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Temporal range: Middle Eocene, 47 Ma
Scientific classification e
Kingdom: Animalia
Phylum: Arthropoda
Class: Insecta
Order: Coleoptera
Family: Chrysomelidae
Subfamily: Cassidinae
Tribe: Notoscanthini
Genus: Eosacantha
Chaboo & Engel, 2009
Species: E. delocranioides
Binomial name
Eosacantha delocranioides
Chaboo & Engel, 2009

Eosacantha is an extinct genus of tortoise beetle in the family Chrysomelidae and containing a single species Eosacantha delocranioides.[1] The species is known only from the Middle Eocene Parachute Member, part of the Green River Formation, in the Piceance Creek Basin, Garfield County, northwestern Colorado, USA.[1]

History and classification[edit]

Eosacantha delocranioides is known only from one fossil, the holotype, specimen number "USNM 79136". The specimen is complete but of unidentified sex, preserved as a compression fossil in sedimentary rock. It was recovered from outcrops of the Green River Formation's Parachute Member, locality 41140, exposed in the Anvil Points area of Garfield County, Colorado, USA.[1] The type specimen is currently preserved in the Department of Paleobiology collections housed in the National Museum of Natural History, located in Washington, D.C., USA. Eosacantha was first studied by Caroline S. Chaboo and Michael S. Engel of the University of Kansas, Lawrence, Kansas, USA. Their 2009 type description of the genus and species was published online and in print in the journal Systematic Entomology.[1] The generic name was coined by Chaboo and Engel from a combination of the Greek ἠώς (eos) meaning "dawn" and the Greek word ἄκανθος (akanthos) meaning "thorny". The etymology of the specific epithet delocranioides is in reference to the general resemblance to some modern species in the genus Delocrania.[1]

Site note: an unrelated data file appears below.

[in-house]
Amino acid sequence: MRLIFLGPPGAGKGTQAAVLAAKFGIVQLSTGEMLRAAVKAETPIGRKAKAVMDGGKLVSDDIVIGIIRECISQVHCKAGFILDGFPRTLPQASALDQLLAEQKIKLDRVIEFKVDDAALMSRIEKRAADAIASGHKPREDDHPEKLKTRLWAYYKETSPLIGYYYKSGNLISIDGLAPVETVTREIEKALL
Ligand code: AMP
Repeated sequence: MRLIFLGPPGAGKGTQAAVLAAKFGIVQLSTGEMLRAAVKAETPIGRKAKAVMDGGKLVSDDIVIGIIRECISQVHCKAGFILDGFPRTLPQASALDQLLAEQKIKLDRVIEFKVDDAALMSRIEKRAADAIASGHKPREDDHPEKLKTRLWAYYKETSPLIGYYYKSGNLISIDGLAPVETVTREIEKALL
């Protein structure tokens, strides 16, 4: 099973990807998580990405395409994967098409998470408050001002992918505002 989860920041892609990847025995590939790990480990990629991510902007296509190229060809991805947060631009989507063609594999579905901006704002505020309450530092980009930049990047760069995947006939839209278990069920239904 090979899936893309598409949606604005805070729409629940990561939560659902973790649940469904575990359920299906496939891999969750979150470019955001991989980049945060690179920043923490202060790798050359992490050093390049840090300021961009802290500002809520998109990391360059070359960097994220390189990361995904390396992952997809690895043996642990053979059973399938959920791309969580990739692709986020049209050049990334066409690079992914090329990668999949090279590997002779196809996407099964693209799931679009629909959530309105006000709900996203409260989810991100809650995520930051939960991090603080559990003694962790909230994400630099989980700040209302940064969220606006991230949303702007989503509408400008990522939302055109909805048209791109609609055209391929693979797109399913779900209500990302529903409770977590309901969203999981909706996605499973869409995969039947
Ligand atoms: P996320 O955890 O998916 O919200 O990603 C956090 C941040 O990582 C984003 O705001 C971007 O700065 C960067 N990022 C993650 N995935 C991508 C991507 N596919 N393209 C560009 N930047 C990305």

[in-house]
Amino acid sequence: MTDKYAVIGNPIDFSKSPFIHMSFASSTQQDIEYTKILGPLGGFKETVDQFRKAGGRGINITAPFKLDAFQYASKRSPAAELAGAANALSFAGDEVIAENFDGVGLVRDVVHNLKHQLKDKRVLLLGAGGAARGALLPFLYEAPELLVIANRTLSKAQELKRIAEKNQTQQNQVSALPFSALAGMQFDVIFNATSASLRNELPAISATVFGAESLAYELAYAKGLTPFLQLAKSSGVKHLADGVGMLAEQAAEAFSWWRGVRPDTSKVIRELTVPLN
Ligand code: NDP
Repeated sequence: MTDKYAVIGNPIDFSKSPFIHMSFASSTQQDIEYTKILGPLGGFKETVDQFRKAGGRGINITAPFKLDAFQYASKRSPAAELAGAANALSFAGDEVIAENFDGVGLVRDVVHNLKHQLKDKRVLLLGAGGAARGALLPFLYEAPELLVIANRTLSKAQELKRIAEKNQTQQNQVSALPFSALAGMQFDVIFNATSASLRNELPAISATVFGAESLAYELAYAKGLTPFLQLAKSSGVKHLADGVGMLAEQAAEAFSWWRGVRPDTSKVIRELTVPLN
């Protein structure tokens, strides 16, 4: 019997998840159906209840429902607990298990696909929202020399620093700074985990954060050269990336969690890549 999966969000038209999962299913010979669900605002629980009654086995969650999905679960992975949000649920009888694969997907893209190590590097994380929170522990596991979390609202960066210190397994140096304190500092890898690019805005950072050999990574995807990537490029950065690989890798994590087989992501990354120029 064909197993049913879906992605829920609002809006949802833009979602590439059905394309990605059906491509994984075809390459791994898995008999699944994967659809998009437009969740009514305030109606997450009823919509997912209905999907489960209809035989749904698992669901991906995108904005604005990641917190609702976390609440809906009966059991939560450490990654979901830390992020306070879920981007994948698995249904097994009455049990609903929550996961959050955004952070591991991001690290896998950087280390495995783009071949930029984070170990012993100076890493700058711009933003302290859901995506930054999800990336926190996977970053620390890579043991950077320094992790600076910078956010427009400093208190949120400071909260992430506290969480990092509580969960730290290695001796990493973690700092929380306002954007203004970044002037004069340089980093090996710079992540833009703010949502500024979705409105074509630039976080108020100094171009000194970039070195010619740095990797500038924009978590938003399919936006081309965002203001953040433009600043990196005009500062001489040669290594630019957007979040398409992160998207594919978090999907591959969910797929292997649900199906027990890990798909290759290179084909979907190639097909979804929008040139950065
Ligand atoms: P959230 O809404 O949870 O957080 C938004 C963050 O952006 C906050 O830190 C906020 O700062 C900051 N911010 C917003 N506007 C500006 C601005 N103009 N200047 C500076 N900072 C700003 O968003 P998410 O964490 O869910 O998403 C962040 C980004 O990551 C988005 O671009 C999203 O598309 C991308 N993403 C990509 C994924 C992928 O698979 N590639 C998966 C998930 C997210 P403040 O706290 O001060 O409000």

When described, Eosacantha delocranioides along with Denaeaspis chelonopsis were among the oldest derived tortoise beetles in the fossil record. The nearest modern relatives to Eosacantha in the tribe Notosacanthini are restricted to African, tropical Asian, and Australian regions.[1] The loss of the tribe from North America may be related to specialization of the beetles to specific plant hosts that were lost due to the extensive climatic shifts during the Late EoceneEarly Oligocene transition.[1]


The E. delocranioides type specimen is a well-preserved complete adult preserved in a dorsal view showing the antennae and head in full view. The front edge of the pronotum is deeply indented with the head and antennae visible. The elytra are preserved with a clear yellowish coloration with a darkening of the elytra towards the marginal disk. The type specimen is small: 3.12 millimeters (0.123 in) wide by 3.2 mm (0.13 in) long. The antennae, composed of 11 segments, are notably short in length and have an overall clavate morphology. Antennomeres seven through eleven form a weak club at the tip of the antenna.[1]


  1. ^ a b c d e f g h Chaboo, C. S.; Engel, M. S. (2009). "Eocene tortoise beetles from the Green River Formation in Colorado, U.S.A. (Coleoptera: Chrysomelidae: Cassidinae)". Systematic Entomology. 34 (2): 202–209. doi:10.1111/j.1365-3113.2008.00456.x.